It is impossible to imagine Bismarck apart from his influence in Parliament, and this brings me to consider him as a public speaker. He has always been fond of insisting that he is no orator. Like Kant and Göthe he heartily despises rhetorical gifts. His great effort has always been to make his speech simple and plain, and to express himself as neatly, as clearly, and as concisely as possible, and appea! solely to the good sense of his audience. The result, however, is that of all speeches his read far the best on account of the total absence of verbosity. They are rich in thought and elegant in expression, and are sure to be read in time to come even for their high literary merit. He speaks with far more deliberation than any speaker I have ever known. The nearest approach to him in this characteristic was Mr. John Stuart Mill. Niebuhr used to say that M. de Serre was one of the greatest political orators that ever lived. M. de Serre had by all accounts a great charm of delivery, and no doubt great wealth of expression. If Niebuhr had lived to read the speeches of Bismarck he would have discovered an orator who at least in many respects would come up to his view of a great speaker. In conversation he frequently uses original and striking metaphors. A few years ago, speaking to an English statesman, he compared the French policy in Africa to a fiery steed galloping across the desert of Sahara and finding the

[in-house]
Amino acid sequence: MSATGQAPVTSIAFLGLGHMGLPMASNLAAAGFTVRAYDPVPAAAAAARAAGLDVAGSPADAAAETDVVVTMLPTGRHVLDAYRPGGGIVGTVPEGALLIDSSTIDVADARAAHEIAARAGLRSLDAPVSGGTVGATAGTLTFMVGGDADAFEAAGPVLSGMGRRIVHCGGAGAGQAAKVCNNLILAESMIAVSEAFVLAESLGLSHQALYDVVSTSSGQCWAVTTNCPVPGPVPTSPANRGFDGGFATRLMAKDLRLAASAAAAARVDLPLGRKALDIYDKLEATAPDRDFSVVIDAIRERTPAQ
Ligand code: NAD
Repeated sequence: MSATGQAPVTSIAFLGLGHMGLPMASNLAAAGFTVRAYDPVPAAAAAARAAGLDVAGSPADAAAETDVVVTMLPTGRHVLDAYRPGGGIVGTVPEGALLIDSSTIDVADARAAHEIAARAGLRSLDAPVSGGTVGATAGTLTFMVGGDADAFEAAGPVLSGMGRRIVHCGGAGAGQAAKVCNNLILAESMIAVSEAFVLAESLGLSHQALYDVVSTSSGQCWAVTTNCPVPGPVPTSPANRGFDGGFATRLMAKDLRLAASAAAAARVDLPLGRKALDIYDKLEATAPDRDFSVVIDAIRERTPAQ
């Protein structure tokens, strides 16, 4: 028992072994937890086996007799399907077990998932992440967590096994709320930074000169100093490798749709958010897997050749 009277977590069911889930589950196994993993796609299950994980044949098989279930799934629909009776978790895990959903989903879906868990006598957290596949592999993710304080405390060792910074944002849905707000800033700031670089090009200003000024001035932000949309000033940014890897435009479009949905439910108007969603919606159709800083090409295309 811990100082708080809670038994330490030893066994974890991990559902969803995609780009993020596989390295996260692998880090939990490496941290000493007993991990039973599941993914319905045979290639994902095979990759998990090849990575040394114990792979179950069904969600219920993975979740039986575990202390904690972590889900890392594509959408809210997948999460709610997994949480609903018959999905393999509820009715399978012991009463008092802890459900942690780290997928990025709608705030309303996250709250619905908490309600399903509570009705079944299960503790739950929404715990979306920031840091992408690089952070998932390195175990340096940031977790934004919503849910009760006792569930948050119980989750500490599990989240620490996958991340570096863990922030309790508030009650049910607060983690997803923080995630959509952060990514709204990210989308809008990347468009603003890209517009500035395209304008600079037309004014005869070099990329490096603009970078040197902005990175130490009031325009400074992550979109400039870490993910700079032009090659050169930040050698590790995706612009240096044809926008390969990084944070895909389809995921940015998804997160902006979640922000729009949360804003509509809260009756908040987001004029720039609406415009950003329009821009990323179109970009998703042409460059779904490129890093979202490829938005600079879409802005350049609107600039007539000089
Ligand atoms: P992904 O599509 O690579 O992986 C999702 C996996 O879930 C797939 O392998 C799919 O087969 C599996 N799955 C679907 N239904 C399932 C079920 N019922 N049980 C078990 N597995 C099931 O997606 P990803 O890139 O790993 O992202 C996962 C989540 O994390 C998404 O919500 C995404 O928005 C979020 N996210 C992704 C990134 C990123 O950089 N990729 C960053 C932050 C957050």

ground much heavier than was expected. It is now five-and-twenty years since I had the honor of being first presented to Prince Bismarck, but the conversation I then had with him made such an impression that, though followed by many others, not a word of it has faded from my memory. Various subjects were discussed. Speaking of England, he expressed the opinion, which I know he has not changed, that although more Englishmen than formerly spoke German, the ignorance of Germany in this country was greater than ever. Those who had acquired the Germian language did not use it for the purpose of studying literature and trying to understand the German mind. He did not believe that the work of any considerable German poet, from the Parzival of Wolfram von Eschenbach to the songs and ballads of Uhland, was at all widely or properly appreciated in England. tions," he said, "have not yet been drawn closer together since locomotion has become more easy. This is a melancholy reflection. In the days of my youth, a certain number of English used to come here and stay some time among us. Now they fly like woodcocks across the continent.